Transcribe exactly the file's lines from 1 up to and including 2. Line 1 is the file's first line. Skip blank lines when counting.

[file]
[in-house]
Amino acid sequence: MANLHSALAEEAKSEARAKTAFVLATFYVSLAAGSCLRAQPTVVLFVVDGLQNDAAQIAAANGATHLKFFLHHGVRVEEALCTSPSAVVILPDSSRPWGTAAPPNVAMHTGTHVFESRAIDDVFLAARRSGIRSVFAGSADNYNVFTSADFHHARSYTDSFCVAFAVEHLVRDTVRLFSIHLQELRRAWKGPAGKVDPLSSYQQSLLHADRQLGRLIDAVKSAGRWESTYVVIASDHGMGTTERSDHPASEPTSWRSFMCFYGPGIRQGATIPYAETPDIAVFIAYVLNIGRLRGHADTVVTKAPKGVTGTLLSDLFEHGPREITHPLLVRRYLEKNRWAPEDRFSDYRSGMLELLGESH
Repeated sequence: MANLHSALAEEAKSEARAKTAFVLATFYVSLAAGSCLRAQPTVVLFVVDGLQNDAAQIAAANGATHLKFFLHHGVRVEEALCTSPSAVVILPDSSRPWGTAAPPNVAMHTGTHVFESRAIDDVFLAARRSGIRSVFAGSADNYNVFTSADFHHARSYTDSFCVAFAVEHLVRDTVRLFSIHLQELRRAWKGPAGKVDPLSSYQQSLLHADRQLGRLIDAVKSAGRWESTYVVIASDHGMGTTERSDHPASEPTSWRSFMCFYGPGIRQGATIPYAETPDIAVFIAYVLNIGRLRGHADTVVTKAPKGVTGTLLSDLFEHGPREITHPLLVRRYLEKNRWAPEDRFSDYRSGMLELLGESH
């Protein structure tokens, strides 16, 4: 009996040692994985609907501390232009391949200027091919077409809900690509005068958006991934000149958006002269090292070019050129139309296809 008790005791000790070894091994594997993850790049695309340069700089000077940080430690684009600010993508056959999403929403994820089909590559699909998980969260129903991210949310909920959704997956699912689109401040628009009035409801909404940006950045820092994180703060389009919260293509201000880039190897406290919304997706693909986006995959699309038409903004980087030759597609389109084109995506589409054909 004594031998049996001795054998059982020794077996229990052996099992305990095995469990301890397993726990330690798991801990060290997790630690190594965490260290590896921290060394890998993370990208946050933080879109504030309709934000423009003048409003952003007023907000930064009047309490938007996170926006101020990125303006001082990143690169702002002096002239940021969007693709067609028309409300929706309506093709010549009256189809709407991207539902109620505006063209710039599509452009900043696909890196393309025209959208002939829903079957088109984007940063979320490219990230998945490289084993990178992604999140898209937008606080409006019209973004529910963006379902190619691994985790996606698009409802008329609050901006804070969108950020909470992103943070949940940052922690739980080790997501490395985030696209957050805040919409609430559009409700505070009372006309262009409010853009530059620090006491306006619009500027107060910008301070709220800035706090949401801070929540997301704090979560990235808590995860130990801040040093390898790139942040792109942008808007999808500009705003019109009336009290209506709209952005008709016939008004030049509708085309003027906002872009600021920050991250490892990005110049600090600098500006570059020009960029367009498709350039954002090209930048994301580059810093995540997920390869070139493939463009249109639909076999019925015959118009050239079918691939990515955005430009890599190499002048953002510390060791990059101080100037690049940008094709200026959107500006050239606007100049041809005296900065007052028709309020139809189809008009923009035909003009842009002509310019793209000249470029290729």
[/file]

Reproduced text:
[in-house]
Amino acid sequence: MANLHSALAEEAKSEARAKTAFVLATFYVSLAAGSCLRAQPTVVLFVVDGLQNDAAQIAAANGATHLKFFLHHGVRVEEALCTSPSAVVILPDSSRPWGTAAPPNVAMHTGTHVFESRAIDDVFLAARRSGIRSVFAGSADNYNVFTSADFHHARSYTDSFCVAFAVEHLVRDTVRLFSIHLQELRRAWKGPAGKVDPLSSYQQSLLHADRQLGRLIDAVKSAGRWESTYVVIASDHGMGTTERSDHPASEPTSWRSFMCFYGPGIRQGATIPYAETPDIAVFIAYVLNIGRLRGHADTVVTKAPKGVTGTLLSDLFEHGPREITHPLLVRRYLEKNRWAPEDRFSDYRSGMLELLGESH